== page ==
... world's coming man; but if you aim at the completest possible self-development, you will be a far greater man than if your only aim is to keep out of the poor-house. "I have taken all knowledge to be my province," said Lord Bacon. He did not conquer; he could not even overrun his whole province; but he made vast inroads,—vaster by far than if he had designed only to occupy a garden-plot in the Delectable Land. True greatness is a growth, and not an accident. The bud, brought into light and ...
— Gala-days • Gail Hamilton

... feeling of dejection, which she could not conquer, Madame Poincot's life was now despaired of, and she merely asked to see him for a minute, only for a minute, before closing her eyes ...
— The works of Guy de Maupassant, Vol. 5 (of 8) - Une Vie and Other Stories • Guy de Maupassant 1850-1893

... without exact equivalents on the other side. The British at home were a good deal irritated by so much unfriendliness and hostility behind them while they were engaged with Napoleon in front. Yet they could hardly be described as anti-American; and they certainly had no wish to fight, still less to conquer, the United States. Canada did contain an anti-American element in the United Empire Loyalists, whom the American Revolution had driven from their homes. But her general wish was to be left in peace. Failing that, she ...
— The War With the United States - A Chronicle of 1812 - Volume 14 (of 32) in the series Chronicles of Canada • William Wood

... Carpathians; the vast peninsula of India burst into insurrection and civil war from end to end, and from Gobi to Morocco rose the standards of the "Jehad." For some weeks of warfare and destruction it seemed as though the Confederation of Eastern Asia must needs conquer the world, and then the jerry-built "modern" civilisation of China too gave way under the strain. The teeming and peaceful population of China had been "westernised" during the opening years of the twentieth century with the deepest resentment and reluctance; ...
— The War in the Air • Herbert George Wells

... papacy, his German lanzknechts had stormed the Holy City, murdered cardinals, and outraged the pope's person: while both Charles and Francis, alike caring exclusively for their private interests, had allowed the Turks to overrun Hungary, to conquer Rhodes, and to collect an armament at Constantinople so formidable as to threaten Italy itself, and the very Christian faith. Henry alone had shown hitherto a true feeling for religion; Henry had made war with Louis XII. solely in the pope's quarrel; ...
— The Reign of Henry the Eighth, Volume 1 (of 3) • James Anthony Froude

... 'through faith they wrought righteousness ... subdued kingdoms ... waxed valiant in fight, turned to flight the armies of the aliens.' But if the low level of average Christian faith in all the churches is not elevated, then the attempts to conquer the world by half-believing Christians will meet with the old fate, and the man in whom the evil spirit was will leap upon them and overcome them, and say, 'Jesus I know, and Paul I know, but who are ye?' 'Why could we not cast him out?' And He answered and said unto them, 'Because ...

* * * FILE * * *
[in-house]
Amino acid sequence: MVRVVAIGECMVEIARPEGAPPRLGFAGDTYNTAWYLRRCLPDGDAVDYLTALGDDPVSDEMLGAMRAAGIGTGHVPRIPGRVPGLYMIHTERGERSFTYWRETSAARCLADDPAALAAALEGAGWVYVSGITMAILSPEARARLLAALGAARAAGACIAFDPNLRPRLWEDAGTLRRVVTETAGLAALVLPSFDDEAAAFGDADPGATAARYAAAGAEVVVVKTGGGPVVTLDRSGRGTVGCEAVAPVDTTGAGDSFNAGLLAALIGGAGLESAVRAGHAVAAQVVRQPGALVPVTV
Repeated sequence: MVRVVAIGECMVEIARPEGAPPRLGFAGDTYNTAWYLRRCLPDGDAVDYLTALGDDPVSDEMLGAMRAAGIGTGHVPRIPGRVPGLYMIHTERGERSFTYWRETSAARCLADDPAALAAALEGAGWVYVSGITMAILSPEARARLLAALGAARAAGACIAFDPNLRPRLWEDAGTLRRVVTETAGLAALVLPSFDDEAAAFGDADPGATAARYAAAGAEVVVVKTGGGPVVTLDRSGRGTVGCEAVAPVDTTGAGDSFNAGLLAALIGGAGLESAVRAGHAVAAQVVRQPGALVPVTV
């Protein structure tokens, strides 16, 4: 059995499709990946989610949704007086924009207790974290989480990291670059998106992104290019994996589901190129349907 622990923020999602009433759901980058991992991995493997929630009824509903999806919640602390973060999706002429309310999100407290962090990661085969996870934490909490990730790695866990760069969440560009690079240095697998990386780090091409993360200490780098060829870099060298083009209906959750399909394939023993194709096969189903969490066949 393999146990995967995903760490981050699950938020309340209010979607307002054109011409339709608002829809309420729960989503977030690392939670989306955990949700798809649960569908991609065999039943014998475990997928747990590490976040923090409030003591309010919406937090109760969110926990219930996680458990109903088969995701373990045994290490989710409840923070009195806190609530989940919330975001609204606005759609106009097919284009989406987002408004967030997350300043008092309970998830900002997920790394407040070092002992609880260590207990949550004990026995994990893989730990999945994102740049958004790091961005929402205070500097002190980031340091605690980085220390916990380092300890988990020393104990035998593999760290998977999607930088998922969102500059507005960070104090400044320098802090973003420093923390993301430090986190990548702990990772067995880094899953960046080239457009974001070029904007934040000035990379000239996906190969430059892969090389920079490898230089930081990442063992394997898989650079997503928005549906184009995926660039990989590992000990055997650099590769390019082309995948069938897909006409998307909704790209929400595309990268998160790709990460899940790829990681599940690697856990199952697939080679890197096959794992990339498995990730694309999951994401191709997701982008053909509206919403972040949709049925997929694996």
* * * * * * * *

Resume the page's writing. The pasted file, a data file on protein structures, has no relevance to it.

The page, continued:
— Expositions of Holy Scripture - St. Mark • Alexander Maclaren

... an instant. "Don't talk like that Charlie," she cried almost sharply. "Do you know what your words imply? Oh, it's too dreadful, and—and I won't have it. You don't need anybody's support. You can fight yourself. You can conquer yourself. I ...
— The Law-Breakers • Ridgwell Cullum

... fair inheritance had seemed an easy thing to conquer, and to its conquest he had applied himself to suffer defeat as he had suffered it in all things else. But Sir Rowland did not yet acknowledge himself beaten, and the Bridgwater reign of terror dealt him a fresh hand—a hand of trumps. With this he came boldly to ...
— Mistress Wilding • Rafael Sabatini

... scar'd; On his awn midden an awd cock fights hard. They say a Franchman's torn'd a different man, A braver, better soldier, ten to yan. Bud let the Franch be torn'd to what they will, They'll finnd at Englishmen are English still. O' their awn grund they'll nowther flinch nor flee, They'll owther conquer, ...
— Yorkshire Dialect Poems • F.W. Moorman

... calm countenance, noble presence, and dauntless demeanor of Pope Leo, an awful dread fell upon him. Alaric had conquered Rome, but Alaric had died immediately afterward. How if it would be so with Attila? He yielded, he retired; he said—or perhaps he said—that he could conquer men, but that the wolf (Lupus) and the lion (Leo) had learnt how to conquer him. The tide of brutal and barbarous invasion was rolled back again, and the world and the city saw that while the Emperor ...
— Great Men and Famous Women. Vol. 1 of 8 • Various